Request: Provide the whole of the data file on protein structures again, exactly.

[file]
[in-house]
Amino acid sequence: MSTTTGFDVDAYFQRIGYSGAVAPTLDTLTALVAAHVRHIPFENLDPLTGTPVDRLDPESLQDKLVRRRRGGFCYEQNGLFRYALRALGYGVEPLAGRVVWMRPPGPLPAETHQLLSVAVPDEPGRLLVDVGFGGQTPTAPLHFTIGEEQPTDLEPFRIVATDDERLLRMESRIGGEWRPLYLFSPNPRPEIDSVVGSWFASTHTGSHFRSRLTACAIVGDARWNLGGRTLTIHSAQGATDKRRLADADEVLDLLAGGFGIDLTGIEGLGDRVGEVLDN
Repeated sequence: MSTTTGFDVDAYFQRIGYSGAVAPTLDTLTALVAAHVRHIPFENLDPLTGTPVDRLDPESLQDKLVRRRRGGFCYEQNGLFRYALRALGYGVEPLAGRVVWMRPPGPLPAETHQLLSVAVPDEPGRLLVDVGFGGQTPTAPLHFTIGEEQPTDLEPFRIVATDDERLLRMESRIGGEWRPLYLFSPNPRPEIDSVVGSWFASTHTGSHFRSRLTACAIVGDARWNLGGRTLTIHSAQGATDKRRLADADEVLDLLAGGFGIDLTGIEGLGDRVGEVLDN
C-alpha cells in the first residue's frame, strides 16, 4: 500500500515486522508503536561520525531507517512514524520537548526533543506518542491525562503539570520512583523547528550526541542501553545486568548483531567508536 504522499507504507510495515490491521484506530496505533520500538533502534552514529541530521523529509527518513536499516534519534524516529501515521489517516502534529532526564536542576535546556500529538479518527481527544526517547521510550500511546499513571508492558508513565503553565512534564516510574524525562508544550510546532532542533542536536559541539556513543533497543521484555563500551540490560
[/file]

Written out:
[in-house]
Amino acid sequence: MSTTTGFDVDAYFQRIGYSGAVAPTLDTLTALVAAHVRHIPFENLDPLTGTPVDRLDPESLQDKLVRRRRGGFCYEQNGLFRYALRALGYGVEPLAGRVVWMRPPGPLPAETHQLLSVAVPDEPGRLLVDVGFGGQTPTAPLHFTIGEEQPTDLEPFRIVATDDERLLRMESRIGGEWRPLYLFSPNPRPEIDSVVGSWFASTHTGSHFRSRLTACAIVGDARWNLGGRTLTIHSAQGATDKRRLADADEVLDLLAGGFGIDLTGIEGLGDRVGEVLDN
Repeated sequence: MSTTTGFDVDAYFQRIGYSGAVAPTLDTLTALVAAHVRHIPFENLDPLTGTPVDRLDPESLQDKLVRRRRGGFCYEQNGLFRYALRALGYGVEPLAGRVVWMRPPGPLPAETHQLLSVAVPDEPGRLLVDVGFGGQTPTAPLHFTIGEEQPTDLEPFRIVATDDERLLRMESRIGGEWRPLYLFSPNPRPEIDSVVGSWFASTHTGSHFRSRLTACAIVGDARWNLGGRTLTIHSAQGATDKRRLADADEVLDLLAGGFGIDLTGIEGLGDRVGEVLDN
C-alpha cells in the first residue's frame, strides 16, 4: 500500500515486522508503536561520525531507517512514524520537548526533543506518542491525562503539570520512583523547528550526541542501553545486568548483531567508536 504522499507504507510495515490491521484506530496505533520500538533502534552514529541530521523529509527518513536499516534519534524516529501515521489517516502534529532526564536542576535546556500529538479518527481527544526517547521510550500511546499513571508492558508513565503553565512534564516510574524525562508544550510546532532542533542536536559541539556513543533497543521484555563500551540490560